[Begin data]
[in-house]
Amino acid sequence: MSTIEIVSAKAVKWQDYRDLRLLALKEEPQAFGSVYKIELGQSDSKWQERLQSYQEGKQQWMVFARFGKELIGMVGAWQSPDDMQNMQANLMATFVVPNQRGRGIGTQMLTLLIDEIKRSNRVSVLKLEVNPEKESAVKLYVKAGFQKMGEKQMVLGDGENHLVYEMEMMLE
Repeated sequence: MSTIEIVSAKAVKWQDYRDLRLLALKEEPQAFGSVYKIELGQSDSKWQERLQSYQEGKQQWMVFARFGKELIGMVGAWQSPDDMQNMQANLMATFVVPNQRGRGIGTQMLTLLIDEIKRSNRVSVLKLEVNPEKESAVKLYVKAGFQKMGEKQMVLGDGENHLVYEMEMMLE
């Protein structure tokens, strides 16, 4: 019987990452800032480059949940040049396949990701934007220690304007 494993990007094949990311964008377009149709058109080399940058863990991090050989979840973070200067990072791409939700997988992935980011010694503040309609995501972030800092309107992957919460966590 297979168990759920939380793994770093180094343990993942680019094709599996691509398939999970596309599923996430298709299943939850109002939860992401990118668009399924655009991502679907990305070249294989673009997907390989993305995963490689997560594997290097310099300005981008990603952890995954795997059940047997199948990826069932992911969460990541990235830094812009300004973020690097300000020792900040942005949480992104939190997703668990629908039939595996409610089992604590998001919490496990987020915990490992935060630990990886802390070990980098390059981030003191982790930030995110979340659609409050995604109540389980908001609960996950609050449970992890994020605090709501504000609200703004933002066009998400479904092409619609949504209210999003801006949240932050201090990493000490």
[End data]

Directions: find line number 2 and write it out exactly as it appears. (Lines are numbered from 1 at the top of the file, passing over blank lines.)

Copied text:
Amino acid sequence: MSTIEIVSAKAVKWQDYRDLRLLALKEEPQAFGSVYKIELGQSDSKWQERLQSYQEGKQQWMVFARFGKELIGMVGAWQSPDDMQNMQANLMATFVVPNQRGRGIGTQMLTLLIDEIKRSNRVSVLKLEVNPEKESAVKLYVKAGFQKMGEKQMVLGDGENHLVYEMEMMLE